Impalas’ revenge? | A dream fixture for postcolonialists

A supporter shows the colors after Angola’s 1–0 victory over Rwanda clinched a trip to Germany. (Riccardo Gangale | AP)

Luanda, Angola | At some moment on 11 June 2006, an overexercised sports commentator will allude to the colonial history of Angola and perhaps suggest that recompense against opponents Portugal lurks in the minds of the Palancas Negras (“black-faced impalas”). As in all sport, teams, once defeated, look toward the next match-up with the victorious foe for a “measure of revenge.” Applying the same dubious principle, however, to games between one-time colonies and their one-time occupiers seems a trifle ridiculous. More than a trifle.

With victory in a qualifier in Kigali, Rwanda, on 8 October, Angola clinched its first appearance in the World Cup finals, joining fellow African newcomers Togo, Ivory Coast and Ghana. President José Eduardo dos Santos termed the victory “sweaty, deserved and fair” and, with the stakes now raised for Angolan football, has shown a head of state’s capacity for meddling. On 22 December, the Angola Press Agency reported that dos Santos appeared preoccupied with team weakness a month in advance of the 2006 African Cup of Nations (“President Concerned about Soccer Team’s Attack Sector“). Following a 40-minute presidential audience, Negras coach Luí­s Oliveira Gonçalves said “[t]he President is satisfied with the two simultaneous qualifications, but a bit sceptical about the attack sector that in his point of view scores few goals.” In his attendance at training sessions, dos Santos, 63, worked with forwards and goalkeepers. He has been president for all but four years of Angola’s 30-year independence, having not stood for election since 1992.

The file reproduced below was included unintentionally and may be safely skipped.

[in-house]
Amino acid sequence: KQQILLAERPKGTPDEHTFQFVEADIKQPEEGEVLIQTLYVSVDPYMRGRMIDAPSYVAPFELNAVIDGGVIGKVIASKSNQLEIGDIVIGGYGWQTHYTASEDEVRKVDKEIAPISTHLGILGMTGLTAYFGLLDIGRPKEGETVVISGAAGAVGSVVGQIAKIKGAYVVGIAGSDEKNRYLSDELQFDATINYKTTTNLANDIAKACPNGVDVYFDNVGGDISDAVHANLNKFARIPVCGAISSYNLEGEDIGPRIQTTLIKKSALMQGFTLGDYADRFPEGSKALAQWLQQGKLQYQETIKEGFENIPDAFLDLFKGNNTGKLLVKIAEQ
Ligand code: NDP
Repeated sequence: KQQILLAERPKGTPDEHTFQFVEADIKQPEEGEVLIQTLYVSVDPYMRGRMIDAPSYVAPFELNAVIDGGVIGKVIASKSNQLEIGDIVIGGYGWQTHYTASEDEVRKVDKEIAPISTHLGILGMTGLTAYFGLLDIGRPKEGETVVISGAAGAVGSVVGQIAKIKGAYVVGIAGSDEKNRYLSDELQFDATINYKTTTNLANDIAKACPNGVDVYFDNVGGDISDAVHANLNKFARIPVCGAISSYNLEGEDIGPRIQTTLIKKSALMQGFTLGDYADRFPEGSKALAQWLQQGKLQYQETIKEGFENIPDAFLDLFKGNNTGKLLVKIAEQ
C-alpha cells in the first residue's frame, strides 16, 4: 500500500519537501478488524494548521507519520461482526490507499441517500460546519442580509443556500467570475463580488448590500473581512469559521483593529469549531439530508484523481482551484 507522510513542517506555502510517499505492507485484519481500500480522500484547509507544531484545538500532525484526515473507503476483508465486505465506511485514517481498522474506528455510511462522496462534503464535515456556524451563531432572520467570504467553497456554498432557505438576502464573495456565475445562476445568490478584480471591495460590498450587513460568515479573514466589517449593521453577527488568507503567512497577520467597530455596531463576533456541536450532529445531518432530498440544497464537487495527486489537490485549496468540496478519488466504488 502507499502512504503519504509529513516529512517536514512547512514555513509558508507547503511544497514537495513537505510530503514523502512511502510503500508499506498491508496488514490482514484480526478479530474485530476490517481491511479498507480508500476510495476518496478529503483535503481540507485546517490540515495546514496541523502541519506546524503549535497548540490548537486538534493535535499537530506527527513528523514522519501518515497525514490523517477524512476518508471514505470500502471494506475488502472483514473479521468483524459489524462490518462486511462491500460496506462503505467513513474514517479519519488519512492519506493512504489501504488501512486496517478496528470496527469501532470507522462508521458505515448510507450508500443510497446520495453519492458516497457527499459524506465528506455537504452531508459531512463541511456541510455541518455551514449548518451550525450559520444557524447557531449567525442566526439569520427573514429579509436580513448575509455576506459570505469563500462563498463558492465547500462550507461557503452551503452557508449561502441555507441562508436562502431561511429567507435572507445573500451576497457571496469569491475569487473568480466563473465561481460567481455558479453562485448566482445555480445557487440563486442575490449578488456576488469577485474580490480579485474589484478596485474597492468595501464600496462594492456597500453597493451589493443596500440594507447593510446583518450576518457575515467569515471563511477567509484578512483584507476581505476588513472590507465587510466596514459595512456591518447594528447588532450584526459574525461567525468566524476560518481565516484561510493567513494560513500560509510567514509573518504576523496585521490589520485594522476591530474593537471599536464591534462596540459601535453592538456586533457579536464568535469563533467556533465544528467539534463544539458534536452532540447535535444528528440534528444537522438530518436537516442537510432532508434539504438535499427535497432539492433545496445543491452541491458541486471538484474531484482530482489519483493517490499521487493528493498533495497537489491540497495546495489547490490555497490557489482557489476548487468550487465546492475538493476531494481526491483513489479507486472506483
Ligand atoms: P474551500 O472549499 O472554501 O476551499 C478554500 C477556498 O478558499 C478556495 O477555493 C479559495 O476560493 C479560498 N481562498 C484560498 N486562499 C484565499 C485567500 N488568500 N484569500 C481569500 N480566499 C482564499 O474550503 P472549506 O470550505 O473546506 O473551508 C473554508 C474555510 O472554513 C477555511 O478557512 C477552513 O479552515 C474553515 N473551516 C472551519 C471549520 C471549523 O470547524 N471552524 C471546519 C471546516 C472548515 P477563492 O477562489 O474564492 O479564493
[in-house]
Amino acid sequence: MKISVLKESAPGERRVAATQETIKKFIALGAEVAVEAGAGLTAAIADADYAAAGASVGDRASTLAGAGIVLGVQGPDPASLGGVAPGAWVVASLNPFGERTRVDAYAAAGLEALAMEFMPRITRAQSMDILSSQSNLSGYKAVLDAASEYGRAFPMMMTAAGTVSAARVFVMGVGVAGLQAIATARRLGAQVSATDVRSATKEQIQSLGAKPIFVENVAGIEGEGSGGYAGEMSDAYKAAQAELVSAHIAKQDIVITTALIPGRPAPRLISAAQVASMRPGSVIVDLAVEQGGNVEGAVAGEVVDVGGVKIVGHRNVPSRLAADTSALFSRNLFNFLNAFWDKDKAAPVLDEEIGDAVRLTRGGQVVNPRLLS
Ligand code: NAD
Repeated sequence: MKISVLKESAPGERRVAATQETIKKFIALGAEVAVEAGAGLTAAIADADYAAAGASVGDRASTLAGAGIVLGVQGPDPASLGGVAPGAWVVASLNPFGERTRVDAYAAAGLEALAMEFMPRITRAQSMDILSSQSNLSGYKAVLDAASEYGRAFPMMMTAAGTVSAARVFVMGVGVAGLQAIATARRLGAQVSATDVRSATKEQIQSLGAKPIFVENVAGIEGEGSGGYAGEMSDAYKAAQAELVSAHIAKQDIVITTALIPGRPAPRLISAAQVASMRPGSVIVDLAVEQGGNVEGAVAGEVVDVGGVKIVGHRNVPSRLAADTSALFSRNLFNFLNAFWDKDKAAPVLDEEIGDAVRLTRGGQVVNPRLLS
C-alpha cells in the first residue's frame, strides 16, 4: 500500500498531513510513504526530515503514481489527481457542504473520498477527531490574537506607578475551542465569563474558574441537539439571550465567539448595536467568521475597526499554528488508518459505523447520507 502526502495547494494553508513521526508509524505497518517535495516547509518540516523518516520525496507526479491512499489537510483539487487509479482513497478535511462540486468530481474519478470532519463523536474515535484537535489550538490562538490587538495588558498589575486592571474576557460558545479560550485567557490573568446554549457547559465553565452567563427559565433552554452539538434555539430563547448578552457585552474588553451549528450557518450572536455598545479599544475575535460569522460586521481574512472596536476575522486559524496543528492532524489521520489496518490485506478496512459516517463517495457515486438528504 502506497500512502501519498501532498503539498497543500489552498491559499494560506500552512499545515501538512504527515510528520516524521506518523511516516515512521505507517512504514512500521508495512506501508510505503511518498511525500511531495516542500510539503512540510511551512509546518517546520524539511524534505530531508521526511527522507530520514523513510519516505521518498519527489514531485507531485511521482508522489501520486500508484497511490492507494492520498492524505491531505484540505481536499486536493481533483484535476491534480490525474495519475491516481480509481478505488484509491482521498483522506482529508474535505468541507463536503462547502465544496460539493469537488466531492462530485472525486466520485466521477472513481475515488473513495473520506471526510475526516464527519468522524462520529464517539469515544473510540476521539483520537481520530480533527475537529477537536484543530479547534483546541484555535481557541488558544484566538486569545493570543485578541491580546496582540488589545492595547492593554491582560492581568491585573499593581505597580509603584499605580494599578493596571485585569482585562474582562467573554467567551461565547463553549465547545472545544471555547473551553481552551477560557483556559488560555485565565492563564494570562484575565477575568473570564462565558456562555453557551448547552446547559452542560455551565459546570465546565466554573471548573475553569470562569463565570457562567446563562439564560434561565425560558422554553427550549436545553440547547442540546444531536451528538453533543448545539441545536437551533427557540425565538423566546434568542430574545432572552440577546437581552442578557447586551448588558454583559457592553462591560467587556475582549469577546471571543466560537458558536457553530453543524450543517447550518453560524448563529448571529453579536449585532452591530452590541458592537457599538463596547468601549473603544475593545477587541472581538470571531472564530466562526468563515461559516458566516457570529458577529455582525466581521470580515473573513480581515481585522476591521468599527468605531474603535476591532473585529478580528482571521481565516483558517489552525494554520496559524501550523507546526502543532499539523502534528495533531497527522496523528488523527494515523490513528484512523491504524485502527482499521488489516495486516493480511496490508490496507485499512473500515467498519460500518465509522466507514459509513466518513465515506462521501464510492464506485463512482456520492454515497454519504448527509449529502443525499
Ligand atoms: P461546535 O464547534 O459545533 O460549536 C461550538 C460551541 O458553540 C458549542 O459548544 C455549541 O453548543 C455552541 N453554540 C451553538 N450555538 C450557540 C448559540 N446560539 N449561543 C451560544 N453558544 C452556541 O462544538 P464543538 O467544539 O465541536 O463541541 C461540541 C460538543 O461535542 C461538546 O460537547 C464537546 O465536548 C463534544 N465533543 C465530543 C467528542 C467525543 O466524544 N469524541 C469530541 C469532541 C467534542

Angola’s success set off the inevitable celebrations and reassertions of national identity. “Almost every conversation about Angola’s future includes soccer,” writes the Nigeria Daily Sun (“World Cup Epidemic Hits Africa,” 26 December). The paper quotes Cornelio Caley, professor of sociology and history at Agostinho Neto University in Luanda: “If we can do it in football, we can do it in other areas of life. It makes me very optimistic about the future.”

Angola’s encounter with the Portuguese started in 1483 with the arrival at the mouth of the Congo River of explorer Diogo Cão. The territory, 14 times the size of Portugal itself, had been named for an early king, N’gola, and would supply an estimated three million slaves to plantations in Brazil. The surfeit of white colonialists, as in Portuguese colonies Mozambique, Guinea-Bissau, Cape Verde and São Tomé and Prí­ncipe, and the unprincipled extraction of natural and human resources would leave David Lamb (The Africans, 1987) to write that Portugal had

milked its two largest African colonies . . . as dry as a dead cow and bequeathed them nothing but the guarantee of economic disaster. (172)

A 14-year war of liberation, in which dos Santos fought, led at its conclusion in 1975 to the withdrawal of 90 percent of the white settlers in a five-month period (David Birmingham, Portugal and Africa [Hampshire, England: Palgrave, 1999], 147). This left the transport, currency, police, revenue and health systems bereft. Twenty-seven years of civil war, the stationing of some 20,000 troops from Cuba and a failed experiment with Marxism followed.

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